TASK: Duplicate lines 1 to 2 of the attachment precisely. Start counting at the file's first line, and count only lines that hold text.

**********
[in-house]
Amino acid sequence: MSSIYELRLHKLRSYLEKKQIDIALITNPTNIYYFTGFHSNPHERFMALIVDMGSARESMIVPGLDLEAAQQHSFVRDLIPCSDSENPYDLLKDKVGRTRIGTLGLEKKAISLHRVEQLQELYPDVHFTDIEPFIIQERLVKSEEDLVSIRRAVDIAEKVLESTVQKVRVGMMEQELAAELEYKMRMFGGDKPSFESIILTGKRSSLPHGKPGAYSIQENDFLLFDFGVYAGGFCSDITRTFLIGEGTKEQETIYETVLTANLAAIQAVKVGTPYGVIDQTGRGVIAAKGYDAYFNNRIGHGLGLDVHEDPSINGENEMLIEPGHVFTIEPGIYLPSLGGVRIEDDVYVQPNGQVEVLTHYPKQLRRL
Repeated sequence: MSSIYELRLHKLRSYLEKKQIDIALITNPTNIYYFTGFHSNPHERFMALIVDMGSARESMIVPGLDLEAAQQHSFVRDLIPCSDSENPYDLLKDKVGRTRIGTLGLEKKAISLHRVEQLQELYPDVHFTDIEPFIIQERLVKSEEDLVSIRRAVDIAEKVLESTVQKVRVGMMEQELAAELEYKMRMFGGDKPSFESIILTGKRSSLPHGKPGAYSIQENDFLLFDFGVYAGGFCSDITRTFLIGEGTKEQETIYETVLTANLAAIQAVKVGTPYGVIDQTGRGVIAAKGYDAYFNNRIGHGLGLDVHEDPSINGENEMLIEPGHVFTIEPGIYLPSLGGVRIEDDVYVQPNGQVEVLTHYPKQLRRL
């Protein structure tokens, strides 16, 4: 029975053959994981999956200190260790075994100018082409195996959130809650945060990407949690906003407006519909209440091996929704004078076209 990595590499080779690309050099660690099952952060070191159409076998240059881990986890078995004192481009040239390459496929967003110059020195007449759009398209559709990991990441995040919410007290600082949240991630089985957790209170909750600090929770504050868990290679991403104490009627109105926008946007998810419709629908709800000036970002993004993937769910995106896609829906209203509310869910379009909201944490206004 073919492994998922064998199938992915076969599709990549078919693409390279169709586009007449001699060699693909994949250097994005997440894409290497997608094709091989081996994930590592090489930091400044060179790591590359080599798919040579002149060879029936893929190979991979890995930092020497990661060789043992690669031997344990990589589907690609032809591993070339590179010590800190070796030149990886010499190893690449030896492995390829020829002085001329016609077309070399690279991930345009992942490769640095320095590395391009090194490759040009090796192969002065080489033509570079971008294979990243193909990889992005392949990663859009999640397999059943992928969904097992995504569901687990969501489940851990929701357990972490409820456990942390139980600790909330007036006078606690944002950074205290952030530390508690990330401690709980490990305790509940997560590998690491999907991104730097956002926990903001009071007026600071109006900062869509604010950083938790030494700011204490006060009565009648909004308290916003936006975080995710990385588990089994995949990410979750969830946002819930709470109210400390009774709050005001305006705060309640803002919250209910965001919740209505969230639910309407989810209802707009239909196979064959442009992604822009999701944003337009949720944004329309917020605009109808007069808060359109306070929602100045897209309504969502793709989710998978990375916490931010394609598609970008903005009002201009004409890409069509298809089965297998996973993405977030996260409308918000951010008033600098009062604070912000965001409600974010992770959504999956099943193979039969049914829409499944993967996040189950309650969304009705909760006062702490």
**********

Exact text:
[in-house]
Amino acid sequence: MSSIYELRLHKLRSYLEKKQIDIALITNPTNIYYFTGFHSNPHERFMALIVDMGSARESMIVPGLDLEAAQQHSFVRDLIPCSDSENPYDLLKDKVGRTRIGTLGLEKKAISLHRVEQLQELYPDVHFTDIEPFIIQERLVKSEEDLVSIRRAVDIAEKVLESTVQKVRVGMMEQELAAELEYKMRMFGGDKPSFESIILTGKRSSLPHGKPGAYSIQENDFLLFDFGVYAGGFCSDITRTFLIGEGTKEQETIYETVLTANLAAIQAVKVGTPYGVIDQTGRGVIAAKGYDAYFNNRIGHGLGLDVHEDPSINGENEMLIEPGHVFTIEPGIYLPSLGGVRIEDDVYVQPNGQVEVLTHYPKQLRRL